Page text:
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Nine months after Japan's earthquake and tsunami, the government has declared the Fukushima Daiichi nuclear plant to be stable, having reached a "cold shutdown.”
Nine months after Japan's earthquake and tsunami, the country's government has declared the Fukushima Daiichi nuclear plant to be stable, having reached a "cold shutdown,” the Washington Post reported.
This means that water used to cools nuclear fuel rods remains below boiling point, so the fuel cannot reheat.
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In addition, airborne leaks into the environment are reported to be almost entirely sealed.
Prime Minister Yoshihiko Noda made the announcement at a nuclear task-force meeting, but the government said it would take decades for Fukushima to be completely dismantled, the BBC reported.
"Even if unforeseeable incidents happen, the situation is such that radiation levels on the boundary of the plant can now be maintained at a low level."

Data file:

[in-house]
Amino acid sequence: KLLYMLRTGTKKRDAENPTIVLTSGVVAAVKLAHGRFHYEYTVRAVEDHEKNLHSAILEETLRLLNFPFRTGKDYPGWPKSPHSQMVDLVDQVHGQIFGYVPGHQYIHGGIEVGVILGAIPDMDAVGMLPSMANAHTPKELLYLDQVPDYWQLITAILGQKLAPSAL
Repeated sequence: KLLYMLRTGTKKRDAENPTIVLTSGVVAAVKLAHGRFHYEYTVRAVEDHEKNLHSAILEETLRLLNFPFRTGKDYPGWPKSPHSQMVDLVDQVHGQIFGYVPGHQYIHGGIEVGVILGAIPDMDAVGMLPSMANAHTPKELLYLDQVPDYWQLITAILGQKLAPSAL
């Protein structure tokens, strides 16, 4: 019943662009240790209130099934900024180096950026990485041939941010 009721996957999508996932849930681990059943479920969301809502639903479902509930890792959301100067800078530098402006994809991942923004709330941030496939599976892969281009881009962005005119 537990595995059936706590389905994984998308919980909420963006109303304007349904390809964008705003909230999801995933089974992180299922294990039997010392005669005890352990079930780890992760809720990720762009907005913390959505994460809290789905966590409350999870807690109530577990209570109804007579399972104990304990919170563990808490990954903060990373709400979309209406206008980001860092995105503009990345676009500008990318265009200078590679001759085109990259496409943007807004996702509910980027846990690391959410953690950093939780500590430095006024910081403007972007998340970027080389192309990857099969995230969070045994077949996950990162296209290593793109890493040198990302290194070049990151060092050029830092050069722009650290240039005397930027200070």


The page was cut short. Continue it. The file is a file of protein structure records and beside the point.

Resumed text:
A 12-mile exclusion zone remains in place around the plant, which was badly damaged in March when waves knocked out vital cooling systems, causing blasts at four of its reactors.
Experts say the cold shutdown status, seen as a key milestone in efforts to bring the plant under control, means that while problems at the plant are “less dire” – they have not disappeared, the Post reported.
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Fukushima, which is operated by Tokyo Electric Power Company and is 150 miles north-east of the capital Tokyo, is still leaking radiation into the sea.
Workers have been using sea water to cool the reactors, and contaminated waste water has been released into the sea, the BBC reported.
Its makeshift cooling system is also reportedly vulnerable to earthquakes.
But with the reactors stable, it is understood the Japanese government will review the evacuation zones in the area, in which more than 80,000 people were made to leave.